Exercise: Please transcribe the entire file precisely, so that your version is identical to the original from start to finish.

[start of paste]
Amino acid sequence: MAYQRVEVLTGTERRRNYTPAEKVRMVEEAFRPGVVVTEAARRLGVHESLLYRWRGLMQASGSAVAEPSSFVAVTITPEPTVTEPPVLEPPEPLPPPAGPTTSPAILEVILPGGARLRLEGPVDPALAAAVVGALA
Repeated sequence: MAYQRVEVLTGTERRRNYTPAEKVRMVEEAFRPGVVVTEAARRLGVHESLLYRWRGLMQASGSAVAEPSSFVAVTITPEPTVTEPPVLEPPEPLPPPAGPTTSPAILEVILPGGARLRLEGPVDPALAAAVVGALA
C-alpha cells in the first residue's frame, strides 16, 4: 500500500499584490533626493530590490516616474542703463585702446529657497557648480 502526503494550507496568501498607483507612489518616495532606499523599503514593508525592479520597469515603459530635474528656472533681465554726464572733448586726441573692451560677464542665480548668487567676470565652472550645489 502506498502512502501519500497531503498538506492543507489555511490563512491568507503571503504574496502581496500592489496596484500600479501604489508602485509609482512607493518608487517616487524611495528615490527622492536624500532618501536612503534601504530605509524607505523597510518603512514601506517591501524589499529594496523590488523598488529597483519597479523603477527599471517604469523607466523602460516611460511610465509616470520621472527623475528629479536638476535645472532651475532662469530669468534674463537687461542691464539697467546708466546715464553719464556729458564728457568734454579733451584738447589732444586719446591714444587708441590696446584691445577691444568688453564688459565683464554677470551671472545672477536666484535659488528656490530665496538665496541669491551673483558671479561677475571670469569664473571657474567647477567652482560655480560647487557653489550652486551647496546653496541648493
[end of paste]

Amino acid sequence: MAYQRVEVLTGTERRRNYTPAEKVRMVEEAFRPGVVVTEAARRLGVHESLLYRWRGLMQASGSAVAEPSSFVAVTITPEPTVTEPPVLEPPEPLPPPAGPTTSPAILEVILPGGARLRLEGPVDPALAAAVVGALA
Repeated sequence: MAYQRVEVLTGTERRRNYTPAEKVRMVEEAFRPGVVVTEAARRLGVHESLLYRWRGLMQASGSAVAEPSSFVAVTITPEPTVTEPPVLEPPEPLPPPAGPTTSPAILEVILPGGARLRLEGPVDPALAAAVVGALA
C-alpha cells in the first residue's frame, strides 16, 4: 500500500499584490533626493530590490516616474542703463585702446529657497557648480 502526503494550507496568501498607483507612489518616495532606499523599503514593508525592479520597469515603459530635474528656472533681465554726464572733448586726441573692451560677464542665480548668487567676470565652472550645489 502506498502512502501519500497531503498538506492543507489555511490563512491568507503571503504574496502581496500592489496596484500600479501604489508602485509609482512607493518608487517616487524611495528615490527622492536624500532618501536612503534601504530605509524607505523597510518603512514601506517591501524589499529594496523590488523598488529597483519597479523603477527599471517604469523607466523602460516611460511610465509616470520621472527623475528629479536638476535645472532651475532662469530669468534674463537687461542691464539697467546708466546715464553719464556729458564728457568734454579733451584738447589732444586719446591714444587708441590696446584691445577691444568688453564688459565683464554677470551671472545672477536666484535659488528656490530665496538665496541669491551673483558671479561677475571670469569664473571657474567647477567652482560655480560647487557653489550652486551647496546653496541648493